ABC's Of LLC's
Thinking about forming a limited liability company (LLC)? This popular business structure protects your personal assets and offers flexibility--but you should look carefully before you make a move.
"[LLCs] combine the corporate advantages of limited liability with the partnership advantages of pass-through income, so earnings are treated like those in partnerships, sole proprietorships and most S corporations," says Brian Wiegand, president of Business Filings Inc. in Madison, Wisconsin. Income and losses pass through to the owners, who are taxed on their personal tax returns, as opposed to a corporation, where income is taxed twice--once on the corporation's returns and once on the owner's.
While an LLC lets you avoid double federal taxation, Wiegand warns, "Some states impose corporate income taxes on LLCs, so owners may have to pay personal as well as corporate [state] taxes."
Why the discrepancy? "This relatively new entity is in transition," explains Wiegand, whose 3-year-old firm sets up LLCs and S corporations for start-ups with fewer than 50 employees. "Rules and regulations are changing, so the future of LLCs is still uncertain."
If your state does impose double taxation, you may elect to have your LLC taxed as a corporation. Why? "To retain profits in the business, where they're taxed at the [lower] corporate--rather than personal--rate," Wiegand explains.
About 35 percent of Business Filings' clients form LLCs; most opt for flow-through treatment of earnings. As to liability, it's "generally limited to the amount of money each [owner] has invested in the LLC, not unlike a corporation's shareholders," he says.
Should you form an LLC or an S corporation? Wiegand recommends asking an attorney or accountant which entity would most benefit your business.
Know Thy Debtor
Do you know who your debtors are? Maybe not, says a veteran creditors' rights attorney. Many business owners fail to determine the legal identities of customers before extending credit, which can lead to uncollectible debts and even business failures.
Harold Stotland, partner in the law firm of Teller, Levit & Silvertrust PC in Chicago, acknowledges small businesses are getting better at checking out customers' creditworthiness, but says, "[They] often don't know if [the debtor's company is] a corporation, a partnership or a sole proprietorship. That means they're creating a debt and they don't know who the debtor is--who is legally obligated to pay that debt."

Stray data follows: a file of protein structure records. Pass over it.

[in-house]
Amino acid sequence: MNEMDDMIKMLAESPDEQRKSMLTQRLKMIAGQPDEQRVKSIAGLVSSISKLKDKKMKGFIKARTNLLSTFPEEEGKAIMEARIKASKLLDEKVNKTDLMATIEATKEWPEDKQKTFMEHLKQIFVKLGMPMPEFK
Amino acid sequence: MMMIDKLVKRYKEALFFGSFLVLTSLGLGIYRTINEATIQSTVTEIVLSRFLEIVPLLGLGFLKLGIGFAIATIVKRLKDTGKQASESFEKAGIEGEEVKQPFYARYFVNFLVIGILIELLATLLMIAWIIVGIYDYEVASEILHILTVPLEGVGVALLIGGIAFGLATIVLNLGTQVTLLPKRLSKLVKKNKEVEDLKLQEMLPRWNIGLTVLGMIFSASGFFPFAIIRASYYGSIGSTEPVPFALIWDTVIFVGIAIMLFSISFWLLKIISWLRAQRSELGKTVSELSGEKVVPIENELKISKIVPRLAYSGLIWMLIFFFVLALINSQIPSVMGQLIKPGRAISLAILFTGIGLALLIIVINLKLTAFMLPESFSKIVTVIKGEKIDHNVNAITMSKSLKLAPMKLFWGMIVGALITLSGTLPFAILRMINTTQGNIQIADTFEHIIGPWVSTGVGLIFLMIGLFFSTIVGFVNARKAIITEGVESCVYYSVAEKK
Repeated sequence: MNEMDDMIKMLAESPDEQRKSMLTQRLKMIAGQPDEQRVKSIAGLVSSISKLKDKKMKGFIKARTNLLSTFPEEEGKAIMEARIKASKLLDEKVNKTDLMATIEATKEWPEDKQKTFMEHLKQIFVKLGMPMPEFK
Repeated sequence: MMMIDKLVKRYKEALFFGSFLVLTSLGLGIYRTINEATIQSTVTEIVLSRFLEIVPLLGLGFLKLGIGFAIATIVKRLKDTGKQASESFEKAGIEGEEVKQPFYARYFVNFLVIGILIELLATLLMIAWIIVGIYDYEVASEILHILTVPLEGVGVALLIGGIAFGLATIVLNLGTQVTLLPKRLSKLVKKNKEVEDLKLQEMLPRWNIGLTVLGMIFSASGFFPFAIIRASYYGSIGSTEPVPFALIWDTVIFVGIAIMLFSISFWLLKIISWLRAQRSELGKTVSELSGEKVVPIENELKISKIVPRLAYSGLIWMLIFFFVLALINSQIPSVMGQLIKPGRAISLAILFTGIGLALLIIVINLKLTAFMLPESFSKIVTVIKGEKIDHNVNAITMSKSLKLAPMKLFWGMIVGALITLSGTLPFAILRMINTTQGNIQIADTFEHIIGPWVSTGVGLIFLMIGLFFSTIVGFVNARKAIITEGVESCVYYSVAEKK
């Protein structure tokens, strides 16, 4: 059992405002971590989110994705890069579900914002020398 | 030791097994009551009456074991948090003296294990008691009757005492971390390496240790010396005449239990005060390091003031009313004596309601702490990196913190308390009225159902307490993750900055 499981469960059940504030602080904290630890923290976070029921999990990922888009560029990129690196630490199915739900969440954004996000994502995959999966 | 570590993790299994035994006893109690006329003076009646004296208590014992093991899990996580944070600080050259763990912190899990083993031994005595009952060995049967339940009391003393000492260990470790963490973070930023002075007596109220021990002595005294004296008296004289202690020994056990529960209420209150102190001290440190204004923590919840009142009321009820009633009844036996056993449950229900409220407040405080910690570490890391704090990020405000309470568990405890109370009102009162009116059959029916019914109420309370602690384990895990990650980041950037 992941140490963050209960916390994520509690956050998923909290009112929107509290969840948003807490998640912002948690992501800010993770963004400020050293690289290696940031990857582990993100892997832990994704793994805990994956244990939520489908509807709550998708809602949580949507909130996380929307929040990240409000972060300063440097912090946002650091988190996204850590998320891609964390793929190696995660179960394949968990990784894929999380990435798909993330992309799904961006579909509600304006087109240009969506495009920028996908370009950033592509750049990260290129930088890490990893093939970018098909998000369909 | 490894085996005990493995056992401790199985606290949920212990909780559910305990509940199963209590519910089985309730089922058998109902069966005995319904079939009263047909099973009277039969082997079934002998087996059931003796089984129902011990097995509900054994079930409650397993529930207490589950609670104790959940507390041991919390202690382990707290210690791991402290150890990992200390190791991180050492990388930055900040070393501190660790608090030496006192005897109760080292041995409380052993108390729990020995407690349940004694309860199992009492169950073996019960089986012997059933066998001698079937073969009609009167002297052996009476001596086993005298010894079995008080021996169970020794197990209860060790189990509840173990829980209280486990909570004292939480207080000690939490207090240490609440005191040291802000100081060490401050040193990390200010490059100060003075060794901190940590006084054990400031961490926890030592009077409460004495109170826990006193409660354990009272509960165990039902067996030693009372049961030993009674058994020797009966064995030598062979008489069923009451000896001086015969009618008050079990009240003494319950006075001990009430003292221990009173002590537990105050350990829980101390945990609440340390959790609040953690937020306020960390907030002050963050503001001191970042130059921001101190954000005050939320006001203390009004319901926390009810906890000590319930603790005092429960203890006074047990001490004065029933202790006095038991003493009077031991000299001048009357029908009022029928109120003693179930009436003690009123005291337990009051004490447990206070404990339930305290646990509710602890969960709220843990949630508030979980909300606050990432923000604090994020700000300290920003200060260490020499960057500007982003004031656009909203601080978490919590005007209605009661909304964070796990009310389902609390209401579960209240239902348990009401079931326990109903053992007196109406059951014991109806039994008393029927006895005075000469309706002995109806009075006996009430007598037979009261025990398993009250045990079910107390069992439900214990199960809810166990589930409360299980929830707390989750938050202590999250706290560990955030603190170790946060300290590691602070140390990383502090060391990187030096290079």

Proper documentation can rectify what Stotland calls "the biggest single violation of credit principles." He suggests using a form "that requires disclosure of the correct identity and composition of the legal debtor. That's the first principle of credit--determining who's responsible for paying the bill."
Beyond which, the partner in Chicago's oldest creditor's rights law firm points out, many businesses go on to make a second mistake: They fail to review the completed form to ensure it's been "filled out properly, if it's been signed, if the individual's official capacity has been stipulated and if all the information has been provided."
Why are businesses not more diligent? "They fear alienating customers," Stotland submits. "And that's a legitimate concern. Many customers may go elsewhere to avoid filling out lengthy forms. They look at the total package and question the cost of establishing credit with you--time, effort, interest charges. Credit and marketing go hand in hand. You must know what the market will bear in terms of credit demands and conditions. So keep forms simple, review them, and evaluate the cost of potential bad debts versus the cost of potential lost sales."
All things being equal, Stotland adds, "If the competition doesn't require customers to fill out detailed credit forms, they can open accounts more quickly and efficiently. That gives your competitors an advantage. But it's an advantage that may contribute to their eventual failure."
Business Filings Inc., (800) 981-7183, http://www.incorporating.com